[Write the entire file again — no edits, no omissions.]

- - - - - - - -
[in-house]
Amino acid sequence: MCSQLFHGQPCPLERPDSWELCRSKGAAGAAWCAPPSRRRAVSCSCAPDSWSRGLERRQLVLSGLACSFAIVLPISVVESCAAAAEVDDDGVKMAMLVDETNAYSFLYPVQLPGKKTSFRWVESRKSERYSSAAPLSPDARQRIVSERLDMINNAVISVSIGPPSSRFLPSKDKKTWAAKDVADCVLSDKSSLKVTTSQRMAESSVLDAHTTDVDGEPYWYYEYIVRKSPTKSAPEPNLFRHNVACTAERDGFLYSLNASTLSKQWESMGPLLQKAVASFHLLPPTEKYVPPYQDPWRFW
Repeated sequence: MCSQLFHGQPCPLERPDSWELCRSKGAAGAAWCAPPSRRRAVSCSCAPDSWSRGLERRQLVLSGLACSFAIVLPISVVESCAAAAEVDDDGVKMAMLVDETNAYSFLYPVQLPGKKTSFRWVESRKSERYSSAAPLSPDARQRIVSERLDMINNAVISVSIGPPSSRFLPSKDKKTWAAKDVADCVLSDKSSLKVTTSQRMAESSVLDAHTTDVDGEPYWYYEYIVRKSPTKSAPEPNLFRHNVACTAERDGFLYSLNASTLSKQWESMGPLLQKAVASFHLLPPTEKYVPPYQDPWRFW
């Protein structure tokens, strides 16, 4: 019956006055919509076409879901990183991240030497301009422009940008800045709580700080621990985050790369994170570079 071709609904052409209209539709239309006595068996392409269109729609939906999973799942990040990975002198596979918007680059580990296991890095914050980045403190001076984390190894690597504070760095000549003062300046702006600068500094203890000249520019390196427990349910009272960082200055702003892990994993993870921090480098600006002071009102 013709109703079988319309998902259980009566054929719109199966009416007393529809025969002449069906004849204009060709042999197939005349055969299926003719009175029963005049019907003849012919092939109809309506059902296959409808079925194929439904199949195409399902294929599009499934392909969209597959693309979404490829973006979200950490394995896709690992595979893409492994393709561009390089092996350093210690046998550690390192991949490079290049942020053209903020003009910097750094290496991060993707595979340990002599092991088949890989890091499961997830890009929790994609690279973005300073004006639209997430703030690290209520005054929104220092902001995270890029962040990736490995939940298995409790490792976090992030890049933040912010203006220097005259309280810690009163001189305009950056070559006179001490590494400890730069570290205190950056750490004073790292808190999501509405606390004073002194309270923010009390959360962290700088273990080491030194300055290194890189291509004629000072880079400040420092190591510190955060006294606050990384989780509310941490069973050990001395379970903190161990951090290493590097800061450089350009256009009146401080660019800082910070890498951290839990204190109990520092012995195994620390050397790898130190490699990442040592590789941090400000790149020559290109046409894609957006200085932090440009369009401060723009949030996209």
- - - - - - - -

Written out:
[in-house]
Amino acid sequence: MCSQLFHGQPCPLERPDSWELCRSKGAAGAAWCAPPSRRRAVSCSCAPDSWSRGLERRQLVLSGLACSFAIVLPISVVESCAAAAEVDDDGVKMAMLVDETNAYSFLYPVQLPGKKTSFRWVESRKSERYSSAAPLSPDARQRIVSERLDMINNAVISVSIGPPSSRFLPSKDKKTWAAKDVADCVLSDKSSLKVTTSQRMAESSVLDAHTTDVDGEPYWYYEYIVRKSPTKSAPEPNLFRHNVACTAERDGFLYSLNASTLSKQWESMGPLLQKAVASFHLLPPTEKYVPPYQDPWRFW
Repeated sequence: MCSQLFHGQPCPLERPDSWELCRSKGAAGAAWCAPPSRRRAVSCSCAPDSWSRGLERRQLVLSGLACSFAIVLPISVVESCAAAAEVDDDGVKMAMLVDETNAYSFLYPVQLPGKKTSFRWVESRKSERYSSAAPLSPDARQRIVSERLDMINNAVISVSIGPPSSRFLPSKDKKTWAAKDVADCVLSDKSSLKVTTSQRMAESSVLDAHTTDVDGEPYWYYEYIVRKSPTKSAPEPNLFRHNVACTAERDGFLYSLNASTLSKQWESMGPLLQKAVASFHLLPPTEKYVPPYQDPWRFW
């Protein structure tokens, strides 16, 4: 019956006055919509076409879901990183991240030497301009422009940008800045709580700080621990985050790369994170570079 071709609904052409209209539709239309006595068996392409269109729609939906999973799942990040990975002198596979918007680059580990296991890095914050980045403190001076984390190894690597504070760095000549003062300046702006600068500094203890000249520019390196427990349910009272960082200055702003892990994993993870921090480098600006002071009102 013709109703079988319309998902259980009566054929719109199966009416007393529809025969002449069906004849204009060709042999197939005349055969299926003719009175029963005049019907003849012919092939109809309506059902296959409808079925194929439904199949195409399902294929599009499934392909969209597959693309979404490829973006979200950490394995896709690992595979893409492994393709561009390089092996350093210690046998550690390192991949490079290049942020053209903020003009910097750094290496991060993707595979340990002599092991088949890989890091499961997830890009929790994609690279973005300073004006639209997430703030690290209520005054929104220092902001995270890029962040990736490995939940298995409790490792976090992030890049933040912010203006220097005259309280810690009163001189305009950056070559006179001490590494400890730069570290205190950056750490004073790292808190999501509405606390004073002194309270923010009390959360962290700088273990080491030194300055290194890189291509004629000072880079400040420092190591510190955060006294606050990384989780509310941490069973050990001395379970903190161990951090290493590097800061450089350009256009009146401080660019800082910070890498951290839990204190109990520092012995195994620390050397790898130190490699990442040592590789941090400000790149020559290109046409894609957006200085932090440009369009401060723009949030996209």